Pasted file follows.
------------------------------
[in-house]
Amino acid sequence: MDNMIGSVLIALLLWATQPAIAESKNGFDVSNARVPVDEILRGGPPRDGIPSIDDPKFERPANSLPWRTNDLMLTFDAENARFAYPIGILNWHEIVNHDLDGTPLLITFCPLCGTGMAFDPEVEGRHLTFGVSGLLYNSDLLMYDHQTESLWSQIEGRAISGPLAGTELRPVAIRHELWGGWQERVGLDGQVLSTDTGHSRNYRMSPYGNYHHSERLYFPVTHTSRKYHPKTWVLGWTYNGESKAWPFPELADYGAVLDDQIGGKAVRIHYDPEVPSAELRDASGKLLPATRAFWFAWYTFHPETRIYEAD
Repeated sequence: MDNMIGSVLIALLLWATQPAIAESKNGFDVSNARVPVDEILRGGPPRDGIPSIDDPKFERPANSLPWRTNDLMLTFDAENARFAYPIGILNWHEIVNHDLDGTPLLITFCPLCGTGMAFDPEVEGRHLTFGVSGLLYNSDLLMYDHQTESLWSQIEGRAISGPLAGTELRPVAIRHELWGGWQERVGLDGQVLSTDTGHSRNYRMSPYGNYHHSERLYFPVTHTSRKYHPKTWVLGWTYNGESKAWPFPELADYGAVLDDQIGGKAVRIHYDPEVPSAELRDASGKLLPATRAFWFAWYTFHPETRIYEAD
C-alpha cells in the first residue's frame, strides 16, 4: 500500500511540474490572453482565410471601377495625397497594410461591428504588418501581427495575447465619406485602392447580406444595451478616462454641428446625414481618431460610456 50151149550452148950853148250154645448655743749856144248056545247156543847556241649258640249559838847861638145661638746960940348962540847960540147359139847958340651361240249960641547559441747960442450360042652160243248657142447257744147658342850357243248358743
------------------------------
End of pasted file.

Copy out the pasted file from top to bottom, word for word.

[in-house]
Amino acid sequence: MDNMIGSVLIALLLWATQPAIAESKNGFDVSNARVPVDEILRGGPPRDGIPSIDDPKFERPANSLPWRTNDLMLTFDAENARFAYPIGILNWHEIVNHDLDGTPLLITFCPLCGTGMAFDPEVEGRHLTFGVSGLLYNSDLLMYDHQTESLWSQIEGRAISGPLAGTELRPVAIRHELWGGWQERVGLDGQVLSTDTGHSRNYRMSPYGNYHHSERLYFPVTHTSRKYHPKTWVLGWTYNGESKAWPFPELADYGAVLDDQIGGKAVRIHYDPEVPSAELRDASGKLLPATRAFWFAWYTFHPETRIYEAD
Repeated sequence: MDNMIGSVLIALLLWATQPAIAESKNGFDVSNARVPVDEILRGGPPRDGIPSIDDPKFERPANSLPWRTNDLMLTFDAENARFAYPIGILNWHEIVNHDLDGTPLLITFCPLCGTGMAFDPEVEGRHLTFGVSGLLYNSDLLMYDHQTESLWSQIEGRAISGPLAGTELRPVAIRHELWGGWQERVGLDGQVLSTDTGHSRNYRMSPYGNYHHSERLYFPVTHTSRKYHPKTWVLGWTYNGESKAWPFPELADYGAVLDDQIGGKAVRIHYDPEVPSAELRDASGKLLPATRAFWFAWYTFHPETRIYEAD
C-alpha cells in the first residue's frame, strides 16, 4: 500500500511540474490572453482565410471601377495625397497594410461591428504588418501581427495575447465619406485602392447580406444595451478616462454641428446625414481618431460610456 50151149550452148950853148250154645448655743749856144248056545247156543847556241649258640249559838847861638145661638746960940348962540847960540147359139847958340651361240249960641547559441747960442450360042652160243248657142447257744147658342850357243248358743